Perry Ellis International, Inc (PERY) is an apparel company that operates domestically and internationally. They design, distribute and license their high quality men's, women's, and children's apparel, accessories, and fragrances. They hold a brand portfolio of nearly thirty different recognizable brands including Perry Ellis®, Original Penguin® by Munsingwear®, Axis®, and many others. Pery Ellis International also licenses trademarks from Nike®, Callaway® and PGA TOUR® and more. They distribute through regional, national, and international channels including department stores, chain stores, mass merchants, green grass and other specialty stores, corporate wear distributors, company-owned retail stores, and e-commerce websites. A very large majority of our total revenues come from our whole sale operations, 97%, men's sportswear products, 87%, that are domestically sold and distributed, 91%. Pictured in these charts is percent of total revenue by market, business, and region respectively.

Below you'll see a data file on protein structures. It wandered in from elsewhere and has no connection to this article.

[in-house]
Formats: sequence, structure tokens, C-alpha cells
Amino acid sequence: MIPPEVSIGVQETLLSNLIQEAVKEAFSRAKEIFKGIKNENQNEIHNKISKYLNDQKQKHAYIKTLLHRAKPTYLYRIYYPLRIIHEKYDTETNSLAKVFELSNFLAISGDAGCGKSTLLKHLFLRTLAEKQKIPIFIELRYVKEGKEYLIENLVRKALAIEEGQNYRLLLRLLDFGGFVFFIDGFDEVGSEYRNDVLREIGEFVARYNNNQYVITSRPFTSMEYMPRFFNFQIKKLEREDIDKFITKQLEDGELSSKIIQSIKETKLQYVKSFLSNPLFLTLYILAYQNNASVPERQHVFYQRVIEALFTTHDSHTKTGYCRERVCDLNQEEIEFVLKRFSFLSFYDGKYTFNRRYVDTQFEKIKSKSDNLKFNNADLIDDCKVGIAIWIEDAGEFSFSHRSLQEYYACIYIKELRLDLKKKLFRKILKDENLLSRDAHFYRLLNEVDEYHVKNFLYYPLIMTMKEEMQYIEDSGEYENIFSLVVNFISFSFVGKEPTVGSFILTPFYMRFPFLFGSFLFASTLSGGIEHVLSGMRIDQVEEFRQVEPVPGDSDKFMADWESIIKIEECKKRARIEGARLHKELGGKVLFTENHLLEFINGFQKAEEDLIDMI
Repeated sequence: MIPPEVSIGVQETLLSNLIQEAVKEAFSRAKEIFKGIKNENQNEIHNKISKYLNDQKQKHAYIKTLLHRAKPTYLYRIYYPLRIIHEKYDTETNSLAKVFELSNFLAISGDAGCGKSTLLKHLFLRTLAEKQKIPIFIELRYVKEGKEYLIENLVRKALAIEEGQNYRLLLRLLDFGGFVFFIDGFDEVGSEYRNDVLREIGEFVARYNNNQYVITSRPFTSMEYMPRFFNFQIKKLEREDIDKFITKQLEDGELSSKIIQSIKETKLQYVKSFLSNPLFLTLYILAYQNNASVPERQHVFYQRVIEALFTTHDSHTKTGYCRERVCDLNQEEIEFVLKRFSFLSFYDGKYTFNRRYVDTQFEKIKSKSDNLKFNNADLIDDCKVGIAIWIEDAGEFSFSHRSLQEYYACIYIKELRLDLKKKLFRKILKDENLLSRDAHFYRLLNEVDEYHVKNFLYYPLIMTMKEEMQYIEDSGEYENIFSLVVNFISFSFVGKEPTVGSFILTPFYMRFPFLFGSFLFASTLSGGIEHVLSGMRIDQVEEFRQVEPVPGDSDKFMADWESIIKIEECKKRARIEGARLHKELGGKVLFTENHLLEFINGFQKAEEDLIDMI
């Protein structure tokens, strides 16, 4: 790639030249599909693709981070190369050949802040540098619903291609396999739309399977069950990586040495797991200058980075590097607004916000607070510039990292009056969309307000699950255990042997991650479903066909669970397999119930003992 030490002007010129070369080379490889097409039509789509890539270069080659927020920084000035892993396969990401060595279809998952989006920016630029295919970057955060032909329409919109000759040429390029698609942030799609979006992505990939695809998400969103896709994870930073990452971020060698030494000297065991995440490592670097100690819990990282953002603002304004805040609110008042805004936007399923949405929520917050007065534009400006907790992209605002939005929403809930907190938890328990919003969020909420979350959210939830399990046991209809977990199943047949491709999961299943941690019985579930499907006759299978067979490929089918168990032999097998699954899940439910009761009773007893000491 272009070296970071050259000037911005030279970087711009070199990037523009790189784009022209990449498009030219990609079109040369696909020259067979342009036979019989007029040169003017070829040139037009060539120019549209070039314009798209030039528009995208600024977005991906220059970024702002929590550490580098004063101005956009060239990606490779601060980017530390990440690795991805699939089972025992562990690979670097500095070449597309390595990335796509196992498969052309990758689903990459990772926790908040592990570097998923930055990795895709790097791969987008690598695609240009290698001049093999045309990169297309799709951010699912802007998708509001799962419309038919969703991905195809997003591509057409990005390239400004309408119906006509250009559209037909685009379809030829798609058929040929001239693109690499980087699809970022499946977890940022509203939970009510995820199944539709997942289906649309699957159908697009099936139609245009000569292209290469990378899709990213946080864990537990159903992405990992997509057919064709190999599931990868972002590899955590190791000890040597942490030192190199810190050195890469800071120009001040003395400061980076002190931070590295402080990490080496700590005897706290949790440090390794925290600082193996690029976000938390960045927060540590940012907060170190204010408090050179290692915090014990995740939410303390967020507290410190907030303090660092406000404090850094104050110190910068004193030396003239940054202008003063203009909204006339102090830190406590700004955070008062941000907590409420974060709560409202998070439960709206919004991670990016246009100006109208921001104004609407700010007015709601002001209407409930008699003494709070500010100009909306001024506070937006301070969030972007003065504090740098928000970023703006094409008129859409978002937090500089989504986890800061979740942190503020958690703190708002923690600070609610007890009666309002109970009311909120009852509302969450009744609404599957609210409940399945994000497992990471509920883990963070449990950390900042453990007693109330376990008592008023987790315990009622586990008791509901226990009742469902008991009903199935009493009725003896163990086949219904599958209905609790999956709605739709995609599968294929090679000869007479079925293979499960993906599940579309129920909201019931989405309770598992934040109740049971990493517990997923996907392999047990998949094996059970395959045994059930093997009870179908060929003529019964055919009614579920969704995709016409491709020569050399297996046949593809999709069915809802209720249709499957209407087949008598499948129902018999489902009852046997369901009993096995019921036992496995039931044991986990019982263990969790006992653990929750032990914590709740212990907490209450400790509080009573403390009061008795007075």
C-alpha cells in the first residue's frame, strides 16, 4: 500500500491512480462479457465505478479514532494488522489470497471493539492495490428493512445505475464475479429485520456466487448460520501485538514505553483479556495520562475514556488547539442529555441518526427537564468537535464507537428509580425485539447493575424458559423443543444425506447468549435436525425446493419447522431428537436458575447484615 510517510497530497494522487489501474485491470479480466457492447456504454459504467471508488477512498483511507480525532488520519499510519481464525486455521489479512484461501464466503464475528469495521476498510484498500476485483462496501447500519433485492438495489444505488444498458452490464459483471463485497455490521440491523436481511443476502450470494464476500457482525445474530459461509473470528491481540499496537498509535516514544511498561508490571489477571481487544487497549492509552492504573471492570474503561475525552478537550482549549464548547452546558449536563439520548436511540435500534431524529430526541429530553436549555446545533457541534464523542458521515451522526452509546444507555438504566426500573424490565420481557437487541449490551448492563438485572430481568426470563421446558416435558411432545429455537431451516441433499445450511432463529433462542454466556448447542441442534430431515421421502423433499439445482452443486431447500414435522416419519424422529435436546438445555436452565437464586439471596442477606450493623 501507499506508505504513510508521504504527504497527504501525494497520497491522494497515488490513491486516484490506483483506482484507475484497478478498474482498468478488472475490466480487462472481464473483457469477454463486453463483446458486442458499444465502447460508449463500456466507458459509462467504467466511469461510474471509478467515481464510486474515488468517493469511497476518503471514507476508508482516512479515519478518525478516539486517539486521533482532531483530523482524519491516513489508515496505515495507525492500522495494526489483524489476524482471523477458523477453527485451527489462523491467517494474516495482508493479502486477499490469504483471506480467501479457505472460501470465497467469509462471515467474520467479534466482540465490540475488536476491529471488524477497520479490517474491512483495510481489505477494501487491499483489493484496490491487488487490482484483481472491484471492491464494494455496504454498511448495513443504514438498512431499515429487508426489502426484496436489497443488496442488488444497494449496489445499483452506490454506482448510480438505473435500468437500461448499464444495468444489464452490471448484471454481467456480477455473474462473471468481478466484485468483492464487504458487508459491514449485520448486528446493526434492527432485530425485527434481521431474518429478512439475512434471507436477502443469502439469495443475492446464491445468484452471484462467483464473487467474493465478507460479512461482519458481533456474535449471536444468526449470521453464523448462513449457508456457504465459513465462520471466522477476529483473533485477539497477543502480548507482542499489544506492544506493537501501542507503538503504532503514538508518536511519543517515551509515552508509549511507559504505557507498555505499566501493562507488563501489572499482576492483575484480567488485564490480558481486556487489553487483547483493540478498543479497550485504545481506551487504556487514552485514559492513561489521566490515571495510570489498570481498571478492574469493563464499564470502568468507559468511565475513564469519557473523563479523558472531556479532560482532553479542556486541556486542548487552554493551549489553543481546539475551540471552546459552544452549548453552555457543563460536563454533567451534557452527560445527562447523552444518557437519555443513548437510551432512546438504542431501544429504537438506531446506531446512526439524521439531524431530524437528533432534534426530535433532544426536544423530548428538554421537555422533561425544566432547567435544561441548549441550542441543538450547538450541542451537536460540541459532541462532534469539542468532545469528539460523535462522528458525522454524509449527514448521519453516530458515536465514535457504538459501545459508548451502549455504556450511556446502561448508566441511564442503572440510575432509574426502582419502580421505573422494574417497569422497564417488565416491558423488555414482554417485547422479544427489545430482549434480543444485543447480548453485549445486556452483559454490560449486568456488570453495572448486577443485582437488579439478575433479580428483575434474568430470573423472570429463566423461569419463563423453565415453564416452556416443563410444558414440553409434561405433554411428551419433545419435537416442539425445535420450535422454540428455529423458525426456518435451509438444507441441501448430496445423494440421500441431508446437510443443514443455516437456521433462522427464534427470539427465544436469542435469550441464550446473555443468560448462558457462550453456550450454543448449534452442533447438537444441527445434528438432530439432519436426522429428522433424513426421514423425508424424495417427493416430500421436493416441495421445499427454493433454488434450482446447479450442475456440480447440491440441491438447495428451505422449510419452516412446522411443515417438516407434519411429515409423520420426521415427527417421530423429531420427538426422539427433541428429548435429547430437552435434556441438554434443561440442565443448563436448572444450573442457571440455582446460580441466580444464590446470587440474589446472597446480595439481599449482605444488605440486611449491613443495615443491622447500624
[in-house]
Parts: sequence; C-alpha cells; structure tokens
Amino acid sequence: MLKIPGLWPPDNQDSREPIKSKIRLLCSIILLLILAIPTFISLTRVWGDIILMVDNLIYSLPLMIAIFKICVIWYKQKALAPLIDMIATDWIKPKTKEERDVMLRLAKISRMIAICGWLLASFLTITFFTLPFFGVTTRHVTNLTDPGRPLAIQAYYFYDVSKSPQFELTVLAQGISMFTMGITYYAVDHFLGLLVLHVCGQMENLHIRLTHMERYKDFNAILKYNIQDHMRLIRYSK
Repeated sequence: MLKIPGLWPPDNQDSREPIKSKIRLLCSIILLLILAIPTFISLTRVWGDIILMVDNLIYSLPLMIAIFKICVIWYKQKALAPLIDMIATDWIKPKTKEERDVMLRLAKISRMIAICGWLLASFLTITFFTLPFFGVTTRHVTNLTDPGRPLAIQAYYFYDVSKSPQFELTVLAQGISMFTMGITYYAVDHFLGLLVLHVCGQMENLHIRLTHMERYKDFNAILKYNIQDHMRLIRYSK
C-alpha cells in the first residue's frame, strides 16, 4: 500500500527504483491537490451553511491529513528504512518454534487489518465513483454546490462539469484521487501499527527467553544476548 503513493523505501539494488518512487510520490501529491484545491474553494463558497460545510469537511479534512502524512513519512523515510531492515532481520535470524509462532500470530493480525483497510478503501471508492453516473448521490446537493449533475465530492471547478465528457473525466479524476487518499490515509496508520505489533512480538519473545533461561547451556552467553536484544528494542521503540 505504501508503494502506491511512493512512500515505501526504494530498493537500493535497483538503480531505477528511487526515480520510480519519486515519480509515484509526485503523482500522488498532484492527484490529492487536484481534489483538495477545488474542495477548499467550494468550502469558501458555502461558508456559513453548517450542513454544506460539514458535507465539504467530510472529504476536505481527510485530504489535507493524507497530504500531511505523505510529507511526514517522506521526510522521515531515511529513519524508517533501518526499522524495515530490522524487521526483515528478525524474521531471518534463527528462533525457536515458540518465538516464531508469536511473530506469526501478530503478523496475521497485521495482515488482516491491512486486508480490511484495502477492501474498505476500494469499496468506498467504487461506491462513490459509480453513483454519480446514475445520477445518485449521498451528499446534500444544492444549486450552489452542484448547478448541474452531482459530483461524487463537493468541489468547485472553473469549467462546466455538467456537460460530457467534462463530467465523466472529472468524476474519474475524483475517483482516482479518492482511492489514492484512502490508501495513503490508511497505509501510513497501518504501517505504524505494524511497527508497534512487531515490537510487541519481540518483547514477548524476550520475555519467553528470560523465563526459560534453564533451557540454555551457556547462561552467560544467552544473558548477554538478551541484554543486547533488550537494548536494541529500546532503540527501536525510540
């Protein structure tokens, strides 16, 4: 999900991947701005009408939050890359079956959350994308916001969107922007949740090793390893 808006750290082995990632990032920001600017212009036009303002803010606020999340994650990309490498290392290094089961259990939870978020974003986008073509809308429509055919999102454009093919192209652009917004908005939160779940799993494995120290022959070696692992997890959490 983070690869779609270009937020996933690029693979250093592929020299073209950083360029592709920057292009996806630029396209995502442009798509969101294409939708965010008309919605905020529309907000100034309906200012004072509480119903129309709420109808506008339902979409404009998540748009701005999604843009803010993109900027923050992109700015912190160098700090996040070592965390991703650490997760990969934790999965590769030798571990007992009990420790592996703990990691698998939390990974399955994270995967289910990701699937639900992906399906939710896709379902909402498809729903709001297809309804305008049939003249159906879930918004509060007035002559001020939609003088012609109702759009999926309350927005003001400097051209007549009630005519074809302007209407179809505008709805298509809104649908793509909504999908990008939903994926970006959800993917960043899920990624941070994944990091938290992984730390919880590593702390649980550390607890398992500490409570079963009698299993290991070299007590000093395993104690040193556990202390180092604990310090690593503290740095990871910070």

Within the Textile- Apparel Clothing industy PERY faces three main competitors.
|Liz Claiborne, Inc.||LIZ||592.78 Million|
|Polo Ralph Lauren Corporation||RL||12.42 Billion|
|Tommy Hilfiger Group||Subsidiary||N/A|